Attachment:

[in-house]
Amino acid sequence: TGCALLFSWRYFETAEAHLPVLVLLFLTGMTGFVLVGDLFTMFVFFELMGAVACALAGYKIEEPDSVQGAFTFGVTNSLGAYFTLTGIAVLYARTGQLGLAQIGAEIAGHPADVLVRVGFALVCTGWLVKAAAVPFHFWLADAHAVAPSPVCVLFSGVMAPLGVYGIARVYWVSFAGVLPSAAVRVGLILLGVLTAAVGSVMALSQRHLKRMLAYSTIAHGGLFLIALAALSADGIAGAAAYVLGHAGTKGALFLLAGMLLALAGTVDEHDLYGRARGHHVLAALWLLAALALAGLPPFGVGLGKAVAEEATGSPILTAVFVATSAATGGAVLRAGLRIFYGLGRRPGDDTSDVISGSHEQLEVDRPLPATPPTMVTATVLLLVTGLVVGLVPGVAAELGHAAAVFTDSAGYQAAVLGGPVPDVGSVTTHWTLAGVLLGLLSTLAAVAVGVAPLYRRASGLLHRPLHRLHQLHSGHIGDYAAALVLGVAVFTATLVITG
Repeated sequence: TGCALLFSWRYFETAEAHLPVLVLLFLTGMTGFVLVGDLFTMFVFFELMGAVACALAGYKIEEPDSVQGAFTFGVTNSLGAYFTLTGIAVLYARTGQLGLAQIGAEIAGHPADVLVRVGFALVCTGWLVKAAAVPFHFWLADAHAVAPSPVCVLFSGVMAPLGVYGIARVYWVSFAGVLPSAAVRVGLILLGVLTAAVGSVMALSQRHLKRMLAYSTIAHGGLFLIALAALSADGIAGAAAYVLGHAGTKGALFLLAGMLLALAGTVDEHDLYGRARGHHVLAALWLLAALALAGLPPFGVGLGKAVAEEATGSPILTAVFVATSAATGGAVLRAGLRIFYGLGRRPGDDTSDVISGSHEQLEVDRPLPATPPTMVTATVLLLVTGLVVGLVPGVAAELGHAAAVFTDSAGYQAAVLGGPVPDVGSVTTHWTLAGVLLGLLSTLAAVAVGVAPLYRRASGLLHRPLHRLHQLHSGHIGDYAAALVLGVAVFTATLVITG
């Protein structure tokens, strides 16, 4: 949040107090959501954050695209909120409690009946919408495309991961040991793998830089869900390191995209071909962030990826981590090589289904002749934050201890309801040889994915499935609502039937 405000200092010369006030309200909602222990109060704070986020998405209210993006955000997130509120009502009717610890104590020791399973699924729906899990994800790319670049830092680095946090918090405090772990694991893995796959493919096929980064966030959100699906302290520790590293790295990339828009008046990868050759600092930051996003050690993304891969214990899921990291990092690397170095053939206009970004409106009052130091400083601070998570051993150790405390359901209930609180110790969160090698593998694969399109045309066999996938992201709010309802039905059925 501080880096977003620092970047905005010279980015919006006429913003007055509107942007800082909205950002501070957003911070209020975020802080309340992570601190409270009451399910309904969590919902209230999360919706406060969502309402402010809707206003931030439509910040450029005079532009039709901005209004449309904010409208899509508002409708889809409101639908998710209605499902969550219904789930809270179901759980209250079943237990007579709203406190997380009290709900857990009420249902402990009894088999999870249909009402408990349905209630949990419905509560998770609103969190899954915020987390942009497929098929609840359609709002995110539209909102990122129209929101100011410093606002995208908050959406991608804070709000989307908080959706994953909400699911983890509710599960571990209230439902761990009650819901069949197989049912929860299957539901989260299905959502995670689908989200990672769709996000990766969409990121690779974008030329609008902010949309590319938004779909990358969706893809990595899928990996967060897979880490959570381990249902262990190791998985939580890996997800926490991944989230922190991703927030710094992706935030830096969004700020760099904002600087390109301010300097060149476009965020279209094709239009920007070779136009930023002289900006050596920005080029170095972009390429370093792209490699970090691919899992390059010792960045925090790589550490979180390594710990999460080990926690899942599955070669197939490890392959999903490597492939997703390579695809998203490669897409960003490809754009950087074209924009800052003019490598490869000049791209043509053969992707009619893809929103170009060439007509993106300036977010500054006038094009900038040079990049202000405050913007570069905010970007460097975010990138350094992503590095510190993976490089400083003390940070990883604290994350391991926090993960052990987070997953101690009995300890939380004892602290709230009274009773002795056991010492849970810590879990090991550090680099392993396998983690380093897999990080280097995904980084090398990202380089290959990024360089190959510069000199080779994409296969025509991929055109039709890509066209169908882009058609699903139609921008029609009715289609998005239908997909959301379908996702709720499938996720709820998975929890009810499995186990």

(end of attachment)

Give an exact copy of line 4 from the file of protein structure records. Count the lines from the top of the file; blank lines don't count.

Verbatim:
């Protein structure tokens, strides 16, 4: 949040107090959501954050695209909120409690009946919408495309991961040991793998830089869900390191995209071909962030990826981590090589289904002749934050201890309801040889994915499935609502039937 405000200092010369006030309200909602222990109060704070986020998405209210993006955000997130509120009502009717610890104590020791399973699924729906899990994800790319670049830092680095946090918090405090772990694991893995796959493919096929980064966030959100699906302290520790590293790295990339828009008046990868050759600092930051996003050690993304891969214990899921990291990092690397170095053939206009970004409106009052130091400083601070998570051993150790405390359901209930609180110790969160090698593998694969399109045309066999996938992201709010309802039905059925 501080880096977003620092970047905005010279980015919006006429913003007055509107942007800082909205950002501070957003911070209020975020802080309340992570601190409270009451399910309904969590919902209230999360919706406060969502309402402010809707206003931030439509910040450029005079532009039709901005209004449309904010409208899509508002409708889809409101639908998710209605499902969550219904789930809270179901759980209250079943237990007579709203406190997380009290709900857990009420249902402990009894088999999870249909009402408990349905209630949990419905509560998770609103969190899954915020987390942009497929098929609840359609709002995110539209909102990122129209929101100011410093606002995208908050959406991608804070709000989307908080959706994953909400699911983890509710599960571990209230439902761990009650819901069949197989049912929860299957539901989260299905959502995670689908989200990672769709996000990766969409990121690779974008030329609008902010949309590319938004779909990358969706893809990595899928990996967060897979880490959570381990249902262990190791998985939580890996997800926490991944989230922190991703927030710094992706935030830096969004700020760099904002600087390109301010300097060149476009965020279209094709239009920007070779136009930023002289900006050596920005080029170095972009390429370093792209490699970090691919899992390059010792960045925090790589550490979180390594710990999460080990926690899942599955070669197939490890392959999903490597492939997703390579695809998203490669897409960003490809754009950087074209924009800052003019490598490869000049791209043509053969992707009619893809929103170009060439007509993106300036977010500054006038094009900038040079990049202000405050913007570069905010970007460097975010990138350094992503590095510190993976490089400083003390940070990883604290994350391991926090993960052990987070997953101690009995300890939380004892602290709230009274009773002795056991010492849970810590879990090991550090680099392993396998983690380093897999990080280097995904980084090398990202380089290959990024360089190959510069000199080779994409296969025509991929055109039709890509066209169908882009058609699903139609921008029609009715289609998005239908997909959301379908996702709720499938996720709820998975929890009810499995186990």